This theory is plausible because the Alps are mainly made up of gneiss and granite and their sedimentary cover rocks like limestone. These crustal rocks are significantly lighter than the Earth's mantle—into which the lower layer of the plate, the lithospheric mantle, plunges after the detachment of the two layers that form the continental plate. "In turn, this creates strong upward forces that lift the Alps out of the ground," Kissling explains. "It was these upward forces that caused the Alps to form, not the bulldozer effect as a result of two continental plates colliding," he says.
New model confirms lift hypothesis
To investigate the lift hypothesis, Luca Dal Zilio, former doctoral student in ETH geophysics professor Taras Gerya's group, has now teamed up with Kissling and other ETH researchers to develop a new model. Dal Zilio simulated the subduction zone under the Alps: the plate tectonic processes, which took place over millions of years, and the associated earthquakes.
"The big challenge with this model was bridging the time scales. It takes into account lightning-fast shifts that manifest themselves in the form of earthquakes, as well as deformations of the crust and lithospheric mantle over thousands of years," says Dal Zilio, lead author of the study recently published in the journal Geophysical Research Letters.
According to Kissling, the model is an excellent way to simulate the uplifting processes that he and his colleague are postulating. "Our model is dynamic, which gives it a huge advantage," he says, explaining that previous models took a rather rigid or mechanical approach that did not take into account changes in plate behavior. "All of our previous observations agree with this model," he says.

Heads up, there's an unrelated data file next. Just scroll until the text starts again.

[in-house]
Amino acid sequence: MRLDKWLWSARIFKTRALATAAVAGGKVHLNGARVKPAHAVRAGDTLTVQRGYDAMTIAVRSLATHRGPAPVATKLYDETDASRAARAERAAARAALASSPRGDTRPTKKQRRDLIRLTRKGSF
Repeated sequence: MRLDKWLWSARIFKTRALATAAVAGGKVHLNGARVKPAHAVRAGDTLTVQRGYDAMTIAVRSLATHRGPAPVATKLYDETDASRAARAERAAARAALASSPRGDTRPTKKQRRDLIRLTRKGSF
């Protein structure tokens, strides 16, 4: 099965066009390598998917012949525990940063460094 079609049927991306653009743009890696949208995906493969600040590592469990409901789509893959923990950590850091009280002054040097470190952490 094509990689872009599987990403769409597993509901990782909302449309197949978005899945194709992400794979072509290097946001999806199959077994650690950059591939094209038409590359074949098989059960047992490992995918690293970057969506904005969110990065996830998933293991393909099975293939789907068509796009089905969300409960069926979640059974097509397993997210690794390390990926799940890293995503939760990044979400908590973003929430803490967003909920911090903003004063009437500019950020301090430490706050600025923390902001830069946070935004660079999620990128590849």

The model is based on physical laws. For instance, the Eurasian plate would appear to subduct southwards. In contrast to the normal model of subduction, however, it doesn't actually move in this direction because the position of the continent remains stable. This forces the subducting lithosphere to retreat northwards, causing the Eurasian plate to exert a suction effect on the relatively small Adriatic plate.
Kissling likens the action to a sinking ship. The resulting suction effect is very strong, he explains. Strong enough to draw in the smaller Adriatic microplate so that it collides with the crust of the Eurasian plate. "So, the mechanism that sets the plates in motion is not in fact a pushing effect but a pulling one," he says, concluding that the driving force behind it is simply the pull of gravity on the subducting plate.
In addition, the model simulates the occurrence of earthquakes, or seismicity, in the Central Alps, the Swiss Plateau and below the Po Valley. "Our model is the first earthquake simulator for the Swiss Central Alps," says Dal Zilio. The advantage of this earthquake simulator is that it covers a very long period of time, meaning that it can also simulate very strong earthquakes that occur extremely rarely.
"Current seismic models are based on statistics," Dal Zilio says, "whereas our model uses geophysical laws and therefore also takes into account earthquakes that occur only once every few hundreds of years." Current earthquake statistics tend to underestimate such earthquakes. The new simulations therefore improve the assessment of earthquake risk in Switzerland.